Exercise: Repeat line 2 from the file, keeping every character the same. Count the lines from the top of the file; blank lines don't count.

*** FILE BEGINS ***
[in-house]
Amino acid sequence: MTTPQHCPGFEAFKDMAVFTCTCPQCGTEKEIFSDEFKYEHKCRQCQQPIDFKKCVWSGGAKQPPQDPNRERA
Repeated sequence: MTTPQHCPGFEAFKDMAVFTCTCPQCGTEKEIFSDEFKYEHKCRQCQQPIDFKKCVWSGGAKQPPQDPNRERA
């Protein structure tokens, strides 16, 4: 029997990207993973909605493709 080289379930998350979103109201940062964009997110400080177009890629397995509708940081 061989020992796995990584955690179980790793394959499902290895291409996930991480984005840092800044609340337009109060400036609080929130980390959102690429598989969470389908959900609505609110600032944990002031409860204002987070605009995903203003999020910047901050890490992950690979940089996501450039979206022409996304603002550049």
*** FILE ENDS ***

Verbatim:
Amino acid sequence: MTTPQHCPGFEAFKDMAVFTCTCPQCGTEKEIFSDEFKYEHKCRQCQQPIDFKKCVWSGGAKQPPQDPNRERA